Politics, government and public life for Southern California

New Field Poll has Prop 32 trailing by 16 points

California Voters Head To The Polls For Midterm Elections

Kevork Djansezian/Getty Images

A voter places her ballot into a ballot box during California's midterm elections in Los Angeles, California on November 2, 2010.

Proposition 32, the controversial California ballot measure that deals with union and corporate campaign contributions, is trailing by a wide margin. 

A new Field Poll out Friday has the measure trailing by 16 points.

Prop 32 is far and away the most expensive fight on California’s November ballot – with more than $120 million spent by the two sides combined.  The measure would ban corporate and union campaign contributions and ban automatic paycheck deductions for political purposes.

Support for Prop 32 dropped four points from last month’s poll to just 34 percent.  Half of likely voters say they oppose it.

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Arizona non-profit appeals ruling on $11 million donation, delays audit

The Arizona group that donated $11 million to a campaign involved with two propositions on California's ballot appealed a court order to comply with a state audit Thursday. 

The Fair Political Practices Commission, California’s elections watchdog, wants to know the source of the donation before election day. But the appeal makes that disclosure less likely.

Arizona-based Americans for Responsible Leadership donated the money to a campaign against Prop 30, Governor Brown’s tax initiative, and in support of Prop 32, a ban on union payroll deductions for political contributions.  

The Arizona non-profit didn’t disclose who made the $11 million donation. The FPPC thinks the group may have violated California campaign finance disclosure laws

The FPPC has demanded to see all documents about the gift to determine if donors knew the money was earmarked for a specific campaign. If they knew, California law requires the donors' names be disclosed.

A Sacramento Superior Court Judge ordered Americans for Responsible Leadership to comply with the audit by 5 pm Thursday. Instead, the group appealed the decision to the 3rd District Court in Sacramento.  

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Congresswoman sends cease and desist letter to state Assembly candidate

Matthew Lin

Matthew Lin Campaign

Rep. Judy Chu sent a cease and desist letter Thursday to state Assembly candidate Matthew Lin. She believes he misled voters into thinking she endorsed him in the race.

A candidate for the state Assembly received a cease and desist letter Thursday from a Democratic congresswoman who accused the Republican of misleading voters into thinking he had received her endorsement.

Rep. Judy Chu’s letter identified three pieces of mail that she says incorrectly gave voters the impression that she endorsed Matthew Lin. In fact, Chu has endorsed fellow Democrat Edwin Chau in the race for the Assembly’s 49th District in the San Gabriel Valley.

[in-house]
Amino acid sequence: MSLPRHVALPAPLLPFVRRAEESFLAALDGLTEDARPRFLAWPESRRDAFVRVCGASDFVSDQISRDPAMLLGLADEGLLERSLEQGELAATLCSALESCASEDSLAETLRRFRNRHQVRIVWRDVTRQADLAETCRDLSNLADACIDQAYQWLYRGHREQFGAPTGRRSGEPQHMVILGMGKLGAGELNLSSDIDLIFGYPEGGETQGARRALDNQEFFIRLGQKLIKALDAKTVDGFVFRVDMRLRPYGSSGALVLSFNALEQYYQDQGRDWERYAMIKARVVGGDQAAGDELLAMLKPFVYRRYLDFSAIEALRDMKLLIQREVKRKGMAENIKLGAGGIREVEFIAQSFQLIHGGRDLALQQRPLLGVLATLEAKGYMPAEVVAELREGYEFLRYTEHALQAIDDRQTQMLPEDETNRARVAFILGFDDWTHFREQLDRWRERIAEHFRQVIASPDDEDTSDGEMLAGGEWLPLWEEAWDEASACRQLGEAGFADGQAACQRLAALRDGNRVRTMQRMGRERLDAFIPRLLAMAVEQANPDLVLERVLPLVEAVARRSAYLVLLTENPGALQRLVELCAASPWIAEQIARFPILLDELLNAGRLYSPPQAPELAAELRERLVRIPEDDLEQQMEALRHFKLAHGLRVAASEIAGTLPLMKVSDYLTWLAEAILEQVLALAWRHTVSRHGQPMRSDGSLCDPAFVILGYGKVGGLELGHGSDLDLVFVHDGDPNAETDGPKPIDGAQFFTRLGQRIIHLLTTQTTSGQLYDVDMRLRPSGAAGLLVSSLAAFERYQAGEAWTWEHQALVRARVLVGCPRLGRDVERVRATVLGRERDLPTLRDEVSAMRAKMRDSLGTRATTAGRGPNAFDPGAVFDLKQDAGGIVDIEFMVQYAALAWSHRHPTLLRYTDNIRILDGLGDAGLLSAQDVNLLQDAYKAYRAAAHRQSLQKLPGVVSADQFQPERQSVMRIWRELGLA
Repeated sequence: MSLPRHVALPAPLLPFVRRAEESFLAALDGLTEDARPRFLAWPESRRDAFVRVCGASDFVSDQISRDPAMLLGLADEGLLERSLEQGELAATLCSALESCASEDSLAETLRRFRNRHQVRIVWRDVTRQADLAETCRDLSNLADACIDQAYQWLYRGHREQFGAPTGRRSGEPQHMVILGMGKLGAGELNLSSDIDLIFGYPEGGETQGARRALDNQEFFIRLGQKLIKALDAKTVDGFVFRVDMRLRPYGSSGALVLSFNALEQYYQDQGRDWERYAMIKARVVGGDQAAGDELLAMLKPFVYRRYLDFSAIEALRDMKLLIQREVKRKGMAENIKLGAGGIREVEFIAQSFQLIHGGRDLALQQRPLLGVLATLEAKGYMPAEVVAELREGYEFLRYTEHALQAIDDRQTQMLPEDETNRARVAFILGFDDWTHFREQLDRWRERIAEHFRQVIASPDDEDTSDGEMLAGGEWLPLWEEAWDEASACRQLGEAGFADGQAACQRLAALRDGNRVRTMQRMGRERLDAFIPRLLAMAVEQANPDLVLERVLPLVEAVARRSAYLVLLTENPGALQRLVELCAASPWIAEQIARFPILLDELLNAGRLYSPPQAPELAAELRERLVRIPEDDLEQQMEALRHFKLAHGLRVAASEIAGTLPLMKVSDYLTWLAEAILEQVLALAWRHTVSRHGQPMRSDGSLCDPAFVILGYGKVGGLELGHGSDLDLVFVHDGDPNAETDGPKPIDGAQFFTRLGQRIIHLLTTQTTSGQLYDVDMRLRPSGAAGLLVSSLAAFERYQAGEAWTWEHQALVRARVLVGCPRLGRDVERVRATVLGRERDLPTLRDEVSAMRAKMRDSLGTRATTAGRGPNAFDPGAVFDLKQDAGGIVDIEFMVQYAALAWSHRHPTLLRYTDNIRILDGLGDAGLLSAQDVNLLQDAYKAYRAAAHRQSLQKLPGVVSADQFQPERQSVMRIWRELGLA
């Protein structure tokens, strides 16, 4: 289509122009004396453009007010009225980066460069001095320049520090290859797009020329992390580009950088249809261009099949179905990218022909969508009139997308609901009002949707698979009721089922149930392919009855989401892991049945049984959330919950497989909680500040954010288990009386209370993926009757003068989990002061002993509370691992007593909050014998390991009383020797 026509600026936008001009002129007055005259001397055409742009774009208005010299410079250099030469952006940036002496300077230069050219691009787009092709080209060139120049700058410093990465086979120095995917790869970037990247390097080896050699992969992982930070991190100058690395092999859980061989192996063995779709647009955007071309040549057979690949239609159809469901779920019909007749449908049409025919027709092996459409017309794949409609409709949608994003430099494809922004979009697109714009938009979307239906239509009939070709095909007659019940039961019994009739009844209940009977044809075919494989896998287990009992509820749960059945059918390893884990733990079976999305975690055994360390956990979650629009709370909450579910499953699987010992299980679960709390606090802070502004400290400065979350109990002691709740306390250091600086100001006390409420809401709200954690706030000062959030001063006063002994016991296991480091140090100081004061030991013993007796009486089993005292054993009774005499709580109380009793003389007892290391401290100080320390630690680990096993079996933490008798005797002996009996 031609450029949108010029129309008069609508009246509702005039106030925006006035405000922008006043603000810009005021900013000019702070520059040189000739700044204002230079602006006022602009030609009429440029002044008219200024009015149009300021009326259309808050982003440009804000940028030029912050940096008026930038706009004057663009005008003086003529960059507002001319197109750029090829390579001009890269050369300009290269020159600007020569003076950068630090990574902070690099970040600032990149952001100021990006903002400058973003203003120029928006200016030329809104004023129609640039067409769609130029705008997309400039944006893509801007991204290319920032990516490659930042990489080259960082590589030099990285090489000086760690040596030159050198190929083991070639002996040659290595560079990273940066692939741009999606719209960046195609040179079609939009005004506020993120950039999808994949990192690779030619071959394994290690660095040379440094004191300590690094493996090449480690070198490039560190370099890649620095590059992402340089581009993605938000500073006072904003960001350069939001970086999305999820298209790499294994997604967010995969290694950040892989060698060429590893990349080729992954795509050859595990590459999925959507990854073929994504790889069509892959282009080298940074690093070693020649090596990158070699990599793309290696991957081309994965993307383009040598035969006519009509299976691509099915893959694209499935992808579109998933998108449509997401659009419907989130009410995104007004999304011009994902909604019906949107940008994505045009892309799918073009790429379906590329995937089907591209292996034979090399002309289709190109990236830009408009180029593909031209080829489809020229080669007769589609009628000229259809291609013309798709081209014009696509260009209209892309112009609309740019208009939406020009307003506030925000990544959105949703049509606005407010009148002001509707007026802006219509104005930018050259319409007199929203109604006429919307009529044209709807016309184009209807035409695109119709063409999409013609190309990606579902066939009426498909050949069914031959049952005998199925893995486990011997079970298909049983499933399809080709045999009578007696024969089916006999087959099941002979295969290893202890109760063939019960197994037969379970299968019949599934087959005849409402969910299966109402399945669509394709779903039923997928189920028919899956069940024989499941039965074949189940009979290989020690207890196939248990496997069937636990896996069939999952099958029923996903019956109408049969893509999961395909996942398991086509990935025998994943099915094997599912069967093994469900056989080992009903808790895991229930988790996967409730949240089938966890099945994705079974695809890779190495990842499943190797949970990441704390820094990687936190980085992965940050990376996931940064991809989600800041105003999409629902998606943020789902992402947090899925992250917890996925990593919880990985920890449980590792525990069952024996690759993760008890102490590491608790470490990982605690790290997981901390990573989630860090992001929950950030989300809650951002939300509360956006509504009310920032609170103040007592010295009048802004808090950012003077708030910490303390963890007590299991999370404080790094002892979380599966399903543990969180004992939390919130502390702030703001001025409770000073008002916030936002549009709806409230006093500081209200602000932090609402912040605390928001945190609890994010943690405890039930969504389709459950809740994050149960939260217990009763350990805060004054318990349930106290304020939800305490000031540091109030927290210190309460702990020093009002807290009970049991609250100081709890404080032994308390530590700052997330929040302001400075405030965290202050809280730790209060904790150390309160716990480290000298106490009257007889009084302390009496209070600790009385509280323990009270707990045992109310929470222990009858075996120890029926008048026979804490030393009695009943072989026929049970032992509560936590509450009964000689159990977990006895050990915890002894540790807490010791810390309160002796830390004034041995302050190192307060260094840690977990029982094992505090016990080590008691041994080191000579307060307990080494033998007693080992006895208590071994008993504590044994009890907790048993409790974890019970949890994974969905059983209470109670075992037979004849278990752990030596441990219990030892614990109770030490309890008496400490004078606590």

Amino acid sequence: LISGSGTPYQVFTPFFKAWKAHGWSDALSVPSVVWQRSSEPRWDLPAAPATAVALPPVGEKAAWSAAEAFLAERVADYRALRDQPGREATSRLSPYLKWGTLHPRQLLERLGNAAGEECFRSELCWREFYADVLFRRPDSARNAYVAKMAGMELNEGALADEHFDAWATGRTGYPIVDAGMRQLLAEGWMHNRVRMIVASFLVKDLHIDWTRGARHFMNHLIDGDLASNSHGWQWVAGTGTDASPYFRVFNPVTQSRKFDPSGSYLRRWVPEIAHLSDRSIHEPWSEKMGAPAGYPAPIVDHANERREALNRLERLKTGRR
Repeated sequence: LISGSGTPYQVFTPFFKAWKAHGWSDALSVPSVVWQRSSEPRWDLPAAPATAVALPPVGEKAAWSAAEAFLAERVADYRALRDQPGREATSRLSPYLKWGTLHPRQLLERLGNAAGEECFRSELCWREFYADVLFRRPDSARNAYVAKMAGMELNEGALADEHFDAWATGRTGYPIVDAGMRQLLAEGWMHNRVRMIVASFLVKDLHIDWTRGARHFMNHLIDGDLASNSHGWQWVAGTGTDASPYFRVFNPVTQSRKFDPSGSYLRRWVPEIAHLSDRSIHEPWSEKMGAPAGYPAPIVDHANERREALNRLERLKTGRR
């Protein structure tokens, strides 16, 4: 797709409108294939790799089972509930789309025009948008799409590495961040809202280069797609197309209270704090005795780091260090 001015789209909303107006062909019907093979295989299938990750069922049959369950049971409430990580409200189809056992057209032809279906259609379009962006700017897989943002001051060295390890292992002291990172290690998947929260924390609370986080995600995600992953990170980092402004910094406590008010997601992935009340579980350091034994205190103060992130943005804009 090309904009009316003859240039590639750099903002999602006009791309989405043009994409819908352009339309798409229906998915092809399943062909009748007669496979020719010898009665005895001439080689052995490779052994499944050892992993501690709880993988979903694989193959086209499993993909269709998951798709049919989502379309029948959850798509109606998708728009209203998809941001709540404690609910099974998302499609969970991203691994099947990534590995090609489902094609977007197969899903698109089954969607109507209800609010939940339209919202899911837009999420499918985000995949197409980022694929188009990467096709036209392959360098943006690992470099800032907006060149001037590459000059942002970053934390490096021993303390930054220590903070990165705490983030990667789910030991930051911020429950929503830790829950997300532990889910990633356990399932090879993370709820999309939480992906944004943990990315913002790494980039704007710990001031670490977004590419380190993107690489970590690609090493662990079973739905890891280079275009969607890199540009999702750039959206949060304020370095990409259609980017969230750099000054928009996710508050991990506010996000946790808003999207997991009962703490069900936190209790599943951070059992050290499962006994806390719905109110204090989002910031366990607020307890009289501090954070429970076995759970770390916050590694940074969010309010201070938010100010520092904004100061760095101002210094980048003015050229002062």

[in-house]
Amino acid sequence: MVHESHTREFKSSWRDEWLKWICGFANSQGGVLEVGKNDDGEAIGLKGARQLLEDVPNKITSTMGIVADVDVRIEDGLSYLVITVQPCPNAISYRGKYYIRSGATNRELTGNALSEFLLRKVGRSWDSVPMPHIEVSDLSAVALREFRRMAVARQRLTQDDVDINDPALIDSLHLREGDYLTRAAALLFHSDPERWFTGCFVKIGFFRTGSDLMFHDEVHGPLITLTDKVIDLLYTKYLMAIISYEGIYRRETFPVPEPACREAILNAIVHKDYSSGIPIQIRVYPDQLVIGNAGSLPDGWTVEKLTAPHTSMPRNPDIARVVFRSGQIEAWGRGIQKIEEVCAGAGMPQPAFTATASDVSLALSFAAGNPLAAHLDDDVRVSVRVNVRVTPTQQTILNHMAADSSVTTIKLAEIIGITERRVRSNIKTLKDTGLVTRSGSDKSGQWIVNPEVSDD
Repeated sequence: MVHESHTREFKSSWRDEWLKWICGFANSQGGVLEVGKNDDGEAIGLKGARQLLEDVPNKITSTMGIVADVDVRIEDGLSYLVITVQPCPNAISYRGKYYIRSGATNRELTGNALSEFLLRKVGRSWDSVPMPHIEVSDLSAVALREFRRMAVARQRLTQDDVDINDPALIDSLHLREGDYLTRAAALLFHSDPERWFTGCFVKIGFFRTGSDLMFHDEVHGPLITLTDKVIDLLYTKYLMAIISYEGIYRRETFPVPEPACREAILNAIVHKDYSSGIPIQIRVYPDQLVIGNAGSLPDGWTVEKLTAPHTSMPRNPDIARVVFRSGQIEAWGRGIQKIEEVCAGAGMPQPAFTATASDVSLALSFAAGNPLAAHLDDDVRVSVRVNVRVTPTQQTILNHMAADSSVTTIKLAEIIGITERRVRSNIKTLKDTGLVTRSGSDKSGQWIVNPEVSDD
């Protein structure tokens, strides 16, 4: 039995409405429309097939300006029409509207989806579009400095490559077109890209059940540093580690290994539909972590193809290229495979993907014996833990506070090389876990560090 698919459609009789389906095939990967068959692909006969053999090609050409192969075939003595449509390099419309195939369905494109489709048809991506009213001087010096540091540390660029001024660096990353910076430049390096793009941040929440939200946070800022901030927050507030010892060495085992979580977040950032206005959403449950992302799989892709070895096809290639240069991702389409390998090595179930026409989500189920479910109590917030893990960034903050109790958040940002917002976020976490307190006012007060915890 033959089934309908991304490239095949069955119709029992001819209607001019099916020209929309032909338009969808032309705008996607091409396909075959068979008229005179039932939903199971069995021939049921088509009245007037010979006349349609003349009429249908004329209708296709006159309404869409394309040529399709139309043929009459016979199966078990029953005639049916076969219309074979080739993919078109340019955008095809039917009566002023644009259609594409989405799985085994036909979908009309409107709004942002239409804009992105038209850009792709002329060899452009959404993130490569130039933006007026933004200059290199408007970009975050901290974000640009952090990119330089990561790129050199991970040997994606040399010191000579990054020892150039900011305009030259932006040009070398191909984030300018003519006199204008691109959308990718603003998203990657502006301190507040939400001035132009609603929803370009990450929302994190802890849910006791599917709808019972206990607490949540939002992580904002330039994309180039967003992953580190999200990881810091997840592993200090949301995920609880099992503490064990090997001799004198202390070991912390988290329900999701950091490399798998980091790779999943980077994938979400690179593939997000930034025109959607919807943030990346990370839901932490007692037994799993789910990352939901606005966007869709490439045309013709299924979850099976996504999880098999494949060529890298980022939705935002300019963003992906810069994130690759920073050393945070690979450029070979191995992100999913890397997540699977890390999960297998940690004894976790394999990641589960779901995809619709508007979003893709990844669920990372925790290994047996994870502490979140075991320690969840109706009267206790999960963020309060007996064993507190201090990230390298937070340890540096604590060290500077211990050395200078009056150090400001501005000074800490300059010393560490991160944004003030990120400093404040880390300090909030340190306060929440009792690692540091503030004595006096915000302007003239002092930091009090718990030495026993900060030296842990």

“I demand that you immediately cease and desist from using my name, image and likeness, whatsoever, or even mentioning me or my elected Congressional Office in your campaign materials and demand that you issue an apology for the unauthorized use of my name and picture to be mailed out to every voter who has received this information from your campaign,” Chu wrote in her letter.

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Twitter asks 'What if Mitt Romney wins'?

GOP Presidential Candidate Mitt Romney Campaigns Day After Final Debate

Justin Sullivan/Getty Images

Republican presidential candidate, former Massachusetts Gov. Mitt Romney speaks during a campaign rally at the Red Rocks Amphitheatre on October 23, 2012 in Morrison, Colorado. A day after the final Presidential debate, Mitt Romney is campaigning in Nevada and Colorado.

With the Associated Press and the TV networks starting to project states for Mitt Romney and Barack Obama, voters on Twitter are starting to realize that this presidential race is closer than they may have expected.

Here are some samples of people speculating what they will do, or what things will look like if Gov. Romney wins the race:

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That's My Issue: Immigration

TMI Coco Liu, Immigration

Amy Lieu/KPCC

Coco Liu, a UCLA student, speaks to KPCC about immigration. She tells us her experience in seeing illegal immigrants struggle.

This post is part of KPCC & WNYC's "That's My Issue" series, and represents the views of its author, not of either station. 


If there is an issue I would be most interested in, in revamping, it would be immigration.  

I know people that are more involved in this issue, that are actually affected by it. It’s more closer to me, like I can actually see an effect. 

Basically, I’ve seen fears in people getting deported. Every single day, they can’t go to sleep without being constantly reminded by the fear that they are going to be deported, like anytime.


Let us know how a particular experience has affected your political opinions. Record it online, or drop us a note. Your piece could appear on WNYC and KPCC's websites, as well as on our air.  

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